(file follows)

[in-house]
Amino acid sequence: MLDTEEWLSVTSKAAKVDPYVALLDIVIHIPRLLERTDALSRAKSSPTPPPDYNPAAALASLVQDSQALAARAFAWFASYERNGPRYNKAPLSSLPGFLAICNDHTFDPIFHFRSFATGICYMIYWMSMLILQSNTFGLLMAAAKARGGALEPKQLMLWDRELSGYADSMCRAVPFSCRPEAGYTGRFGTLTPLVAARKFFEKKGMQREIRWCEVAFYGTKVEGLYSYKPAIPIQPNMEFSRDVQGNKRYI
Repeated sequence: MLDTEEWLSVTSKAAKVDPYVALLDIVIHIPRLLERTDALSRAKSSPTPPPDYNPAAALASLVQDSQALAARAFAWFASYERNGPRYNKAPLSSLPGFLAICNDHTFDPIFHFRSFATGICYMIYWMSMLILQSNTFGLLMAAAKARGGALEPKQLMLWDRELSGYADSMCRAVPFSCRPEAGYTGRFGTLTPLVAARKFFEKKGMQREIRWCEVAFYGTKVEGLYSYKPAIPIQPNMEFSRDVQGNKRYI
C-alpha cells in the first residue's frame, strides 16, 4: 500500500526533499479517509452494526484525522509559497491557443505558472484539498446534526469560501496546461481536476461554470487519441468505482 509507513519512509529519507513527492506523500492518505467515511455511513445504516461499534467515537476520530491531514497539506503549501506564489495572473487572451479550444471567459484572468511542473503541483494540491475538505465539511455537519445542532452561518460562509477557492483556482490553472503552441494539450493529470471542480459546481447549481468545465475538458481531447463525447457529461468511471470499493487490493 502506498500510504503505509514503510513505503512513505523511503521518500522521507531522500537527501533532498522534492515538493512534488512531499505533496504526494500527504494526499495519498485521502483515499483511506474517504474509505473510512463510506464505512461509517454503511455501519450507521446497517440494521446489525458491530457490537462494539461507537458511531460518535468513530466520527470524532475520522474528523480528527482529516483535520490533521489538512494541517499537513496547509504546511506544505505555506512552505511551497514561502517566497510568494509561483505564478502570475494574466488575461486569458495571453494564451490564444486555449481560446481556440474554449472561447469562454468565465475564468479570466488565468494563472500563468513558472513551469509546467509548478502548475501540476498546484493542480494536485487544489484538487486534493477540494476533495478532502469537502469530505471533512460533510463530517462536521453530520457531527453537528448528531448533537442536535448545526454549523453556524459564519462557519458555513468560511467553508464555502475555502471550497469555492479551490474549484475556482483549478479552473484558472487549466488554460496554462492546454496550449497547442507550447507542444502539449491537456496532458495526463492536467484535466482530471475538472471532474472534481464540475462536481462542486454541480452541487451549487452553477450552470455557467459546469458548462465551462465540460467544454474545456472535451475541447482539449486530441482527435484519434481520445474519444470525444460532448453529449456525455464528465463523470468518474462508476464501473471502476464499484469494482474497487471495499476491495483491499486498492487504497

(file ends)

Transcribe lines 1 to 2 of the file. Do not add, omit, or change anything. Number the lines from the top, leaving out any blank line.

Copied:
[in-house]
Amino acid sequence: MLDTEEWLSVTSKAAKVDPYVALLDIVIHIPRLLERTDALSRAKSSPTPPPDYNPAAALASLVQDSQALAARAFAWFASYERNGPRYNKAPLSSLPGFLAICNDHTFDPIFHFRSFATGICYMIYWMSMLILQSNTFGLLMAAAKARGGALEPKQLMLWDRELSGYADSMCRAVPFSCRPEAGYTGRFGTLTPLVAARKFFEKKGMQREIRWCEVAFYGTKVEGLYSYKPAIPIQPNMEFSRDVQGNKRYI